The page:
Machine Learning with Storlets

While working together with the IOStack folks on a paper that shows how storlets can be used to boost spark SQL workloads, two of my colleagues, Raul Gracia Tinedo and Yosef Moatti brought the idea of doing machine learning with Storlets. Out of sheer ignorance I was against the idea. I was wrong and in more than one way.  Now, that I am a little less ignorant about machine learning, I can say that storlets can be useful for machine learning in several ways which I describe in this blog.

One ‘natural’ way to use storlets for machine learning is for data preparation. Examples range from creating synthetic data based on real data to taking raw data and make it ‘presentable’ to a machine-learning algorithm. In a recent demo that features face recognition deep learning with Storlets, I showed how storlets are used to extract faces from pictures and format them so that they can be fed into a learning algorithm. Specifically, I wrote an extract_face storlet:

Using OpenCV, the storlet finds a bounding box for the face, crops that bounding box and resizes it to a fixed size. The same fixed size is used across all pictures in the training set. Resizing is of particular importance as the learning algorithm ‘anticipates’ that different data points in the training set are of the same ‘format’. Clearly, different pictures feature different sizes of faces. While those operations are fundamental in OpenCV, and there is nothing new about them, embedding those operations in a storlet and invoking the storlet using copy semantics, one can prepare a very large training set without a single bit needing to enter or leave the storage system. Using copy semantics with storlets essentially ‘copies’ object A into B, only instead of having identical copies, B is the storlet’s computation result over A.

Another way to use storlets in the context of machine learning is to apply an already trained model over existing data in the object store. In that same demo I showed how a facial recognition trained model is be used to tag frames in a video with the name of the person appearing in that frame. This was done using a recognize face storlet leveraging OpenCV and scikit-learn as shown below:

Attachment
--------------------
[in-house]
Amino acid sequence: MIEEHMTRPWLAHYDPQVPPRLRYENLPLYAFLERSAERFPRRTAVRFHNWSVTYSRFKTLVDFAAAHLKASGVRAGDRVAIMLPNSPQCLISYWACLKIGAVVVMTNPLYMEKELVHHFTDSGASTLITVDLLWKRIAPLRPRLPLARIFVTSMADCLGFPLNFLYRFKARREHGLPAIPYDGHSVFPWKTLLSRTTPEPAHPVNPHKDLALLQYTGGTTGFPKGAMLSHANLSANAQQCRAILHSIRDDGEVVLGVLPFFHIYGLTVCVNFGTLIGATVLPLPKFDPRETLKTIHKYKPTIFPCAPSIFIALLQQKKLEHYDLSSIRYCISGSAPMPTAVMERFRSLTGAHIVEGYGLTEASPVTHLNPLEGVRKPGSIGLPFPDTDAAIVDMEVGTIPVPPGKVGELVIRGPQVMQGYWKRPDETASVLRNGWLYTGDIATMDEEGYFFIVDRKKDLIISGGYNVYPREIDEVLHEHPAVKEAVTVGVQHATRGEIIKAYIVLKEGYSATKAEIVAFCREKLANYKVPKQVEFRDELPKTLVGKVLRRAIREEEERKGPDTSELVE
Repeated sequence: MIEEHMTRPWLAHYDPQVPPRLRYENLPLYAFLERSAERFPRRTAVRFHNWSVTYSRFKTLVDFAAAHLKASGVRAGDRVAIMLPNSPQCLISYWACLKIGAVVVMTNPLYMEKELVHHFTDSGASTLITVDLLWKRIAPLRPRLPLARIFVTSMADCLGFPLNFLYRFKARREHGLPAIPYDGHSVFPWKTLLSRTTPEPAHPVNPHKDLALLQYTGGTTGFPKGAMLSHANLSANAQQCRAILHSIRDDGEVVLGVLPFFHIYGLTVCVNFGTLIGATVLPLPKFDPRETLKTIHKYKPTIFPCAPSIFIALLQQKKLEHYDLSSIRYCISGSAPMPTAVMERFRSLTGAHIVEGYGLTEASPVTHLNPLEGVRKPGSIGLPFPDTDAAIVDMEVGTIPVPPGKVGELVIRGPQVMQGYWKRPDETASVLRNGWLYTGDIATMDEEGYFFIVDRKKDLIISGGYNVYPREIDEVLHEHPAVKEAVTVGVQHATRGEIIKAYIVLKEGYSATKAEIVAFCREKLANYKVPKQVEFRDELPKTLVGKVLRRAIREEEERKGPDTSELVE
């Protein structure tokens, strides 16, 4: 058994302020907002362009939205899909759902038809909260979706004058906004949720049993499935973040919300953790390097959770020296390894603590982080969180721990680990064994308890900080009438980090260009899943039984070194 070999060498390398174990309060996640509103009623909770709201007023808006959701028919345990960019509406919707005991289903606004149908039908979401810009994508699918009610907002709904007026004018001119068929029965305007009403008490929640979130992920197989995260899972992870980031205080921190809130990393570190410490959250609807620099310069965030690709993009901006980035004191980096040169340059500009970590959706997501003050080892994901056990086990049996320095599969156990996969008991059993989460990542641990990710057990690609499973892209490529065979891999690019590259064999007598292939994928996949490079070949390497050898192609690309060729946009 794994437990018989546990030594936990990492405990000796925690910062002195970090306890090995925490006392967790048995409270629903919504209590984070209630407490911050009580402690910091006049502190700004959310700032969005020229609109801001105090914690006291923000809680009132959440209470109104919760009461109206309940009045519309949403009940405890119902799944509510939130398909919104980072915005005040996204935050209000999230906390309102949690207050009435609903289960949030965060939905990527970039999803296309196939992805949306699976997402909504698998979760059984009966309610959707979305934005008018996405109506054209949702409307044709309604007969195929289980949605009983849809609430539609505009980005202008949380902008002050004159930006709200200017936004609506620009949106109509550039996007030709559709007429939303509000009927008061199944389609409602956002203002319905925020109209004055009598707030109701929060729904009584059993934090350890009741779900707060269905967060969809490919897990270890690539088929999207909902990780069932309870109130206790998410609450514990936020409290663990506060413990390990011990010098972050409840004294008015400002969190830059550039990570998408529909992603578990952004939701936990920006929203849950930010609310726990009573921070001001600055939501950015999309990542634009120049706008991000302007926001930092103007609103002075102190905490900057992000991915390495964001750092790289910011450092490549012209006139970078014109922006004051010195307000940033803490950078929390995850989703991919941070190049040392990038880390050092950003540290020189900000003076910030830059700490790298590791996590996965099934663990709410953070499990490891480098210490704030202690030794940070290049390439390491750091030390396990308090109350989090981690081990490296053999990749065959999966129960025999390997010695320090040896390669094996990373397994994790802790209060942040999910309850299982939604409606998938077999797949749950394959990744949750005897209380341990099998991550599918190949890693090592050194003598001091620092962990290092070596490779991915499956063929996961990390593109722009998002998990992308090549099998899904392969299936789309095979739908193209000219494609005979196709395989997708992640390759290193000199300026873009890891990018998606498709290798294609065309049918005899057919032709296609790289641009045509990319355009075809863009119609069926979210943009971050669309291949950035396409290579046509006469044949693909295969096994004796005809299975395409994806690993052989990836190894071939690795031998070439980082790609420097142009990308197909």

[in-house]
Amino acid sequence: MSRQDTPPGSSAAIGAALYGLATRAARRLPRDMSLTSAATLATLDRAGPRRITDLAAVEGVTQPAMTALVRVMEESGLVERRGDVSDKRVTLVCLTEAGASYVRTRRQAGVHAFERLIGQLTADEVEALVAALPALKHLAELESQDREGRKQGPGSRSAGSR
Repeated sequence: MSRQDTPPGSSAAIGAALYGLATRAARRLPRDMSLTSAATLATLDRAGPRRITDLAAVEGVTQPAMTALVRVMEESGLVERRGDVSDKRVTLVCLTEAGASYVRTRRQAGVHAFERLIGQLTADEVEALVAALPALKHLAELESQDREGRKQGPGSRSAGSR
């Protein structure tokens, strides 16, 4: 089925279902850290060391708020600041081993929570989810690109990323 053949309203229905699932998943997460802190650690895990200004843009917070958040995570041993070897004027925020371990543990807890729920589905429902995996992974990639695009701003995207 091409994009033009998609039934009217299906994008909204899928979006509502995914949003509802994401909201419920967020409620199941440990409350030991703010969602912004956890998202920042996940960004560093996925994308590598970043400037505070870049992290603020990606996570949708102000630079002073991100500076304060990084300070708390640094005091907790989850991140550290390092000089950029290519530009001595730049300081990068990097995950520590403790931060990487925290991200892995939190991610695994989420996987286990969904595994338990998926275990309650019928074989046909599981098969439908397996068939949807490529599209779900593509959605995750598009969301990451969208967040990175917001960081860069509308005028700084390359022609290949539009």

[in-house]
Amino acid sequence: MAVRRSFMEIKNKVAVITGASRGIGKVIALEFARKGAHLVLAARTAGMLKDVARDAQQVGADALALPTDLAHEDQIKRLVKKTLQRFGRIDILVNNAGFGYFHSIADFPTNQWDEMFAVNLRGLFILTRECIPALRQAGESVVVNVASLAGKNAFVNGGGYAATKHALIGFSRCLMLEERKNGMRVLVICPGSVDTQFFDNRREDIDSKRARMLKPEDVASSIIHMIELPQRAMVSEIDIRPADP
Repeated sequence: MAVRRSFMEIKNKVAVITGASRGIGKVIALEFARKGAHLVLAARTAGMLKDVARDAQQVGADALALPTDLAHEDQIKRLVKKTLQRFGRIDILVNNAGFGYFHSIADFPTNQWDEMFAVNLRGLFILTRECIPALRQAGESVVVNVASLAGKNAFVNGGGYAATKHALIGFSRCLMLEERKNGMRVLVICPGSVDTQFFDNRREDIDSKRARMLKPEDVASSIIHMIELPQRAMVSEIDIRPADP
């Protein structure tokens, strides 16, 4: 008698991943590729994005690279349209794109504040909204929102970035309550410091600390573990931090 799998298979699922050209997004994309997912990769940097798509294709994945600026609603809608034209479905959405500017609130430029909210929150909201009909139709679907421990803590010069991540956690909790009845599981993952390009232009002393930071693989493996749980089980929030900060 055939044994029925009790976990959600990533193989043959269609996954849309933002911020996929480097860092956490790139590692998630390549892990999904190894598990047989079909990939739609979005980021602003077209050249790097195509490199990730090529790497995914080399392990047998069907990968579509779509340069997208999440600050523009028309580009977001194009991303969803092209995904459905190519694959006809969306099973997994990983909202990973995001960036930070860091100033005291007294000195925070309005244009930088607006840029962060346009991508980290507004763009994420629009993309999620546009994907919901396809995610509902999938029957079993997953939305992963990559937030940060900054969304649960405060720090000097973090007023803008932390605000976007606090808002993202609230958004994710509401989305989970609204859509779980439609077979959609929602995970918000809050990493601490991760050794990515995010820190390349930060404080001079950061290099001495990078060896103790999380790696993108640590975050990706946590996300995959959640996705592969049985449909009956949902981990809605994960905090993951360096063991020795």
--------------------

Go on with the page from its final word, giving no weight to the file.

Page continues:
The recognize face storlet takes two input objects: (1) A trained model, and (2) a video featuring a person that appeared in the training set. The storlet uses the same procedure described above to extract the face. This is done on each frame of the video, and the extracted face is presented to the trained model. The model returns its classification result. Again, using the copy semantics the storlet can create a tagged version of the video with a name appearing on each frame without any external communication. Another way to use the model would be to use a storlet that would enrich the video with a user defined metadata carrying the name that appeared the maximum number of times across all frames.

Finally, the demo also shows how storlets can be used to train a neural network using a training set:

The storlet takes all the extracted face objects as inputs and outputs a trained model. Each of the extracted faces carries a metadata key with a name from which the storlet builds a supervised learning training set and presents it to a neural network-learning algorithm.

While it is arguable that deep learning is a good fit for storlets as typically it is more compute than data intensive, other types of learning do seem a good fit. One such type of learning is Stochastic Gradient Descent (SGD) or more precisely mini batched SGD. In mini batched SGD the data is being presented to the algorithm in small batches. That is, the algorithm learns iteratively, where in each iteration, a new portion of the training data is being used. This type of algorithm facilitates learning of huge amounts of data that cannot fit at once into memory. When using SGD, special care should be taken to randomly shuffle the data before it is fed into the algorithm as order may make a difference. Also, sometimes one needs to use the same data to the algorithm more than once. mlstorlets is an initial implementation of SGD regression and classification classes using storlets. The repo is based on Python’s scikit-learn library and provides Python classes for regression and classification that can be trained using both local and remote data that reside in Swift. Each class supports the methods:

  • fit
  • remote_fit

The fit method is scikit-learn usual method for training the model on a given training set. remote_fit, however, takes an object path in Swift as a parameter. The idea is that once invoked on a remote data object, the state of the model is serialized, and sent as a parameter to a storlet that creates an instance of the model and feeds it with the data specified in the given path. Once the remote learning is done the updated model is serialized back transparently, updating the local instance on which remote_fit was called.

To summarize, doing machine learning takes much more than running a learning algorithm. In fact most of the work in real systems that do machine learning has to do with data preparation in large scales. This is where storlets can probably be of most use. However, storlets can also be of use where the training data set does not fit into memory and batched SGD needs to be used.


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